UK government borrowing increased in October as the energy support scheme for homes and businesses was launched.
Government borrowing rose to £13.5 billion ($16 billion) in October, according to data released by the Office for National Statistics (ONS) on 22 November.
The figures were £4.4 billion ($5.2 billion) higher than the same month last year and the fourth highest for October since monthly records began in 1993, according to the ONS.
The increase in borrowing is due in part to the government’s plans to assist households and domestic energy suppliers with energy, bringing current spending to the central government to £76.8bn ($91bn), down from last month’s £6.5 billion ($7.7 billion) more than Year.
The central government collected £51.7bn ($61.3bn) in taxes in October, up from £2.5bn ($2.96bn) a year ago.
The government has also felt the effects of continued increases in interest payments it pays on government bonds after a series of interest rate hikes by the Bank of England and rising inflation.
Interest payments on central government debt reached £6.1 billion ($7.2 billion) in October. This includes his £3.3 billion ($3.9 billion) from interest payments on debt.
Average annual home energy has been frozen at £2,500 ($2,960) from 1 October under an energy price guarantee introduced by former Prime Minister Liz Truss.
The cap, which limits the price companies can charge customers for each unit of energy they use, was to last for two years from Oct. 1.
But after Jeremy Hunt replaced Treasury Secretary Kwasi Kwartengu, the Treasury Department announced it would end six months later at its current level, after which more targeted assistance would be provided to the most vulnerable. did.
In his fall budget, released on 17 November, he announced that the energy price guarantee would continue for a further 12 months from April, although the average household would now be able to cut prices from £2,500 a year. Increased to £3,000 ($3,500).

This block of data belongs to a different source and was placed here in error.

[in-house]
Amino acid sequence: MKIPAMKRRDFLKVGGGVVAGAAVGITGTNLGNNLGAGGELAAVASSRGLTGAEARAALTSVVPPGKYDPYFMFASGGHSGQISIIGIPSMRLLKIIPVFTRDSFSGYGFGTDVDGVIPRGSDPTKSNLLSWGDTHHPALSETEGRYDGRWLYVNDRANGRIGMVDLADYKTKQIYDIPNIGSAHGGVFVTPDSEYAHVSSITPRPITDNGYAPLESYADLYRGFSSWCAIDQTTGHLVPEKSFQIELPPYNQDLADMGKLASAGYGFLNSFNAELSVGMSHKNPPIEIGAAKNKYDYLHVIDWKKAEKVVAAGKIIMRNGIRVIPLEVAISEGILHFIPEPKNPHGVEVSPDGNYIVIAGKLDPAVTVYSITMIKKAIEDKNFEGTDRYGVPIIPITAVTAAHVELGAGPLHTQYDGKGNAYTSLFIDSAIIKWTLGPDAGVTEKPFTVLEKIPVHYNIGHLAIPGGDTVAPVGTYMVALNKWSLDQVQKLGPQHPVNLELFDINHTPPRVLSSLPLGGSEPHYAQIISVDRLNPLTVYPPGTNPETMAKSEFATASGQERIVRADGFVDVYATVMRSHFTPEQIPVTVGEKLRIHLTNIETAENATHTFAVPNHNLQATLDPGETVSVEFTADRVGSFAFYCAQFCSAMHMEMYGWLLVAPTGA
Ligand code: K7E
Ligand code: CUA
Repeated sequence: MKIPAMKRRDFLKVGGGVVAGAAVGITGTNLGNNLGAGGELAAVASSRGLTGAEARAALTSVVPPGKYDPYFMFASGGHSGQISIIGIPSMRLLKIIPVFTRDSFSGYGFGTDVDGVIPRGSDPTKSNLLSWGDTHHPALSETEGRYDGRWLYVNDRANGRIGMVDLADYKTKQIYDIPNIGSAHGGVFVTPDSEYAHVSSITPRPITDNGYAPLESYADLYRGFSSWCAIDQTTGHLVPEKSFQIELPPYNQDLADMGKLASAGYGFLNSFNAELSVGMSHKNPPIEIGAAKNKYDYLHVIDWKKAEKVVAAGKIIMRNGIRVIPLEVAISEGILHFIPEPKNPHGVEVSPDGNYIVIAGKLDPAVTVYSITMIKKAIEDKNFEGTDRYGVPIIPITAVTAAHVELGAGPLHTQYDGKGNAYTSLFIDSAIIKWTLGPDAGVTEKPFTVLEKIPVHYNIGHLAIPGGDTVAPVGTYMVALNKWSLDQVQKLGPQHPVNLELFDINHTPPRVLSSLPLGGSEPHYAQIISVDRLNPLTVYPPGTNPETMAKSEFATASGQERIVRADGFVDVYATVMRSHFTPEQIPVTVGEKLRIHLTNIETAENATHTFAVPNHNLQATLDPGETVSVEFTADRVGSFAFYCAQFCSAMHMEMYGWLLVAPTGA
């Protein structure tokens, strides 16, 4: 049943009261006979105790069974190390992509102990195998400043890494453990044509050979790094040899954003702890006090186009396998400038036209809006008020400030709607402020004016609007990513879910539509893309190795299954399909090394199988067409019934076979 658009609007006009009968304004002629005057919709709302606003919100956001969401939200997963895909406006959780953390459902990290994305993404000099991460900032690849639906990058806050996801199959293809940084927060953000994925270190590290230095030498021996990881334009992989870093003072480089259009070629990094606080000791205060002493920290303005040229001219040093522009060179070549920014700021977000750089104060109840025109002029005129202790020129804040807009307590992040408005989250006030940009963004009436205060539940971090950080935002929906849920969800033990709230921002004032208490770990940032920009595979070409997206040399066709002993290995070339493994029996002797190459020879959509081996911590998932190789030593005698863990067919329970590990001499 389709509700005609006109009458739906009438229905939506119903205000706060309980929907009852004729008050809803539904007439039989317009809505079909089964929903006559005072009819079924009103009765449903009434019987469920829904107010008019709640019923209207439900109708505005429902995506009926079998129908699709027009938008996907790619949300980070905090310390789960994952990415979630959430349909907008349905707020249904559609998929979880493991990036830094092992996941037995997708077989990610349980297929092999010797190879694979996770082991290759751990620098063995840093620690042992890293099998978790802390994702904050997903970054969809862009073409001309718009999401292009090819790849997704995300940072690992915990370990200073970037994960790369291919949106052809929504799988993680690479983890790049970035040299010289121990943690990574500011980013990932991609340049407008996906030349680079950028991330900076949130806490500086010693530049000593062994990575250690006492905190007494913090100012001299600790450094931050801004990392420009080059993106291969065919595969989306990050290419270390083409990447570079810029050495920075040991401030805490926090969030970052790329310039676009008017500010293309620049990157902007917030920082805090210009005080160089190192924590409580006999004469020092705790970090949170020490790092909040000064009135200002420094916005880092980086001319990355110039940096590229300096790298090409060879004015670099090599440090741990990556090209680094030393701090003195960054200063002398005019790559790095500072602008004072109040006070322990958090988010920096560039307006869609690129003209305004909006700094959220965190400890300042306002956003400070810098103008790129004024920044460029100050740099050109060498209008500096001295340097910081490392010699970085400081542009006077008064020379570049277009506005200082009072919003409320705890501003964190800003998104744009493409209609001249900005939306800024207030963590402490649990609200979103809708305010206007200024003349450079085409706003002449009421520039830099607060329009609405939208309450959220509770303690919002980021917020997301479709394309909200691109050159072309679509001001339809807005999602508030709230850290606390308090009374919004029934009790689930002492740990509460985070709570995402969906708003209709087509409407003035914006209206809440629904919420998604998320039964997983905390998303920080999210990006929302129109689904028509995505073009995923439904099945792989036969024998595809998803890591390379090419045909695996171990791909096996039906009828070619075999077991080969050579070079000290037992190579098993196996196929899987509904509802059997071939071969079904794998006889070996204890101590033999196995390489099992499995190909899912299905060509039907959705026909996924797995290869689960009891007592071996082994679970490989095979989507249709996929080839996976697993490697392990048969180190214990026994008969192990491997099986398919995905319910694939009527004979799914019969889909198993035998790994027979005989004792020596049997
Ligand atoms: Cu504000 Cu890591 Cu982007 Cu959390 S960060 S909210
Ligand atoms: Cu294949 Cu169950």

This equates to a monthly payment of £67 ($80), which the government constitutes a rebate of £400 ($474) to all households to offset the rise in energy prices ending March onwards.
Hunt said this still means an average of £500 ($592) of support for each household as prices are projected to continue to “rise” into next year.
Commenting on the amount borrowed in October, Hunt said the government needs to balance the need to help households and businesses with the need to manage public sector debt.
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“However, returning public finances to a more sustainable path is essential to combat inflation and ensure the economic stability needed for long-term growth.
“There is no easy path to balancing the country’s books, but we will take the decisions necessary to reduce our debt while proactively taking steps to protect jobs, public services, and the most vulnerable. I got down.”
Hunt’s fall budget marked a major shift from the Truss administration, which had promised massive tax cuts in mini-budgets.
Hunt announced £55bn ($65bn) of funding cuts and “significant tax increases”, saying the tax as a percentage of GDP would increase by 1% over the next five years.
He said it was meant to protect the most vulnerable people in society and put more of the tax burden on the wealthy.
Mr Hunt has lowered the threshold (45%) for the top income tax rate from £150,000 ($178,000) to £125,140 ($148,370).
He also extended the freeze on income tax personal allowances, higher rate thresholds, major national insurance thresholds, and inheritance tax thresholds by two years until 2028.
Debt interest payment
The Office of Budget Responsibility (OBR) said on 17 November that rising interest rates would double the cost of servicing government debt to more than £120 million ($142 million), leaving the public finances “sustainable to future shocks.” It means that it will become more vulnerable.”
It has been confirmed that the UK is officially in recession, wiping out the last eight years of growth.
OBR said in its assessment of the UK economy: Additional government support of £100bn. ”
He added, “The squeeze on real incomes, rising interest rates and falling house prices will all weigh on consumption and investment, pushing the economy into a year-plus recession starting in the third quarter of 2022, pushing the economy down from a peak of -2% of GDP. % trough dip.”
The OBR also forecast that the unemployment rate will increase by 505,000 to 4.9% in the third quarter of 2024.
But Martin Beck, chief economic adviser at EY Items Club, said the OBR forecast was “based on relatively high assumptions about interest rates and gold coin yields.”
“It is quite possible that public finances will perform better than OBR expects,” he said.
“This could mean that the government could roll back some of the currently planned fiscal tightening beyond 2025-2026.”
Chris Summers, Lily Zhou, and PA Media contributed to this report.